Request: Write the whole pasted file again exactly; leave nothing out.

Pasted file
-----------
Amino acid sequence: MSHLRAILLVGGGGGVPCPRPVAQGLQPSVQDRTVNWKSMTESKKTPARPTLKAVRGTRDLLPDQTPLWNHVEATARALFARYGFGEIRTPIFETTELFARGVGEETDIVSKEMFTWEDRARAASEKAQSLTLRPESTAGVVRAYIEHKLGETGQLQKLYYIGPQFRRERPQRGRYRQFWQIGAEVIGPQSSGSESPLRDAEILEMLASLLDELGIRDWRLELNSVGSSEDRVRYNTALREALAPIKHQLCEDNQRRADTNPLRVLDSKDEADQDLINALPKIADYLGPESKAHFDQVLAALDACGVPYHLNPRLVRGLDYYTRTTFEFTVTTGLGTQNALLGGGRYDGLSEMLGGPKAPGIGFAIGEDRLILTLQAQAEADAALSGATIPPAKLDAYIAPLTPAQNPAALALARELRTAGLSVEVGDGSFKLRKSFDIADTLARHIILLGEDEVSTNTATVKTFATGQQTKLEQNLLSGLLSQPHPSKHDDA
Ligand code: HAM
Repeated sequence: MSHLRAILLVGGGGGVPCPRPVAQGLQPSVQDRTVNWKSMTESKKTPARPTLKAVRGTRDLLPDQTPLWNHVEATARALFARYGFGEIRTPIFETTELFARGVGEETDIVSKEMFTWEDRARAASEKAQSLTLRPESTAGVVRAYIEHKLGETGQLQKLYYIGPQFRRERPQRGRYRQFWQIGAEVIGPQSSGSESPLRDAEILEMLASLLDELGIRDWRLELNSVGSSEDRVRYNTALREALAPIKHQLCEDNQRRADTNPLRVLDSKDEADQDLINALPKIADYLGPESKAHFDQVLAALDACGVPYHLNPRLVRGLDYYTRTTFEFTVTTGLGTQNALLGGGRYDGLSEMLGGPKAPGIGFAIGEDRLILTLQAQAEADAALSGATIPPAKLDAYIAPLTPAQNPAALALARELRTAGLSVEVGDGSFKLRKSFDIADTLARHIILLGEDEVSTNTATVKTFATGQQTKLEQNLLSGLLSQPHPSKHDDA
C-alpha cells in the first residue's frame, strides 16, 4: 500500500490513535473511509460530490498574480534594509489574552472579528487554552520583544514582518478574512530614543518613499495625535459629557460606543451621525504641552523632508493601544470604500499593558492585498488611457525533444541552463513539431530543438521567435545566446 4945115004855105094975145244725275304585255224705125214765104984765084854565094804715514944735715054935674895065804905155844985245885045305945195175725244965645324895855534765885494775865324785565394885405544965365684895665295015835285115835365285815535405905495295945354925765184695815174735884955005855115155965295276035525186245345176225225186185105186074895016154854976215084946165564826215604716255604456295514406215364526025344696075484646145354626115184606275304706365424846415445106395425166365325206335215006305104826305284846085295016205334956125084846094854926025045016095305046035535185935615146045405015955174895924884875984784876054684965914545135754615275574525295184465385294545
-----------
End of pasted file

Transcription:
Amino acid sequence: MSHLRAILLVGGGGGVPCPRPVAQGLQPSVQDRTVNWKSMTESKKTPARPTLKAVRGTRDLLPDQTPLWNHVEATARALFARYGFGEIRTPIFETTELFARGVGEETDIVSKEMFTWEDRARAASEKAQSLTLRPESTAGVVRAYIEHKLGETGQLQKLYYIGPQFRRERPQRGRYRQFWQIGAEVIGPQSSGSESPLRDAEILEMLASLLDELGIRDWRLELNSVGSSEDRVRYNTALREALAPIKHQLCEDNQRRADTNPLRVLDSKDEADQDLINALPKIADYLGPESKAHFDQVLAALDACGVPYHLNPRLVRGLDYYTRTTFEFTVTTGLGTQNALLGGGRYDGLSEMLGGPKAPGIGFAIGEDRLILTLQAQAEADAALSGATIPPAKLDAYIAPLTPAQNPAALALARELRTAGLSVEVGDGSFKLRKSFDIADTLARHIILLGEDEVSTNTATVKTFATGQQTKLEQNLLSGLLSQPHPSKHDDA
Ligand code: HAM
Repeated sequence: MSHLRAILLVGGGGGVPCPRPVAQGLQPSVQDRTVNWKSMTESKKTPARPTLKAVRGTRDLLPDQTPLWNHVEATARALFARYGFGEIRTPIFETTELFARGVGEETDIVSKEMFTWEDRARAASEKAQSLTLRPESTAGVVRAYIEHKLGETGQLQKLYYIGPQFRRERPQRGRYRQFWQIGAEVIGPQSSGSESPLRDAEILEMLASLLDELGIRDWRLELNSVGSSEDRVRYNTALREALAPIKHQLCEDNQRRADTNPLRVLDSKDEADQDLINALPKIADYLGPESKAHFDQVLAALDACGVPYHLNPRLVRGLDYYTRTTFEFTVTTGLGTQNALLGGGRYDGLSEMLGGPKAPGIGFAIGEDRLILTLQAQAEADAALSGATIPPAKLDAYIAPLTPAQNPAALALARELRTAGLSVEVGDGSFKLRKSFDIADTLARHIILLGEDEVSTNTATVKTFATGQQTKLEQNLLSGLLSQPHPSKHDDA
C-alpha cells in the first residue's frame, strides 16, 4: 500500500490513535473511509460530490498574480534594509489574552472579528487554552520583544514582518478574512530614543518613499495625535459629557460606543451621525504641552523632508493601544470604500499593558492585498488611457525533444541552463513539431530543438521567435545566446 4945115004855105094975145244725275304585255224705125214765104984765084854565094804715514944735715054935674895065804905155844985245885045305945195175725244965645324895855534765885494775865324785565394885405544965365684895665295015835285115835365285815535405905495295945354925765184695815174735884955005855115155965295276035525186245345176225225186185105186074895016154854976215084946165564826215604716255604456295514406215364526025344696075484646145354626115184606275304706365424846415445106395425166365325206335215006305104826305284846085295016205334956125084846094854926025045016095305046035535185935615146045405015955174895924884875984784876054684965914545135754615275574525295184465385294545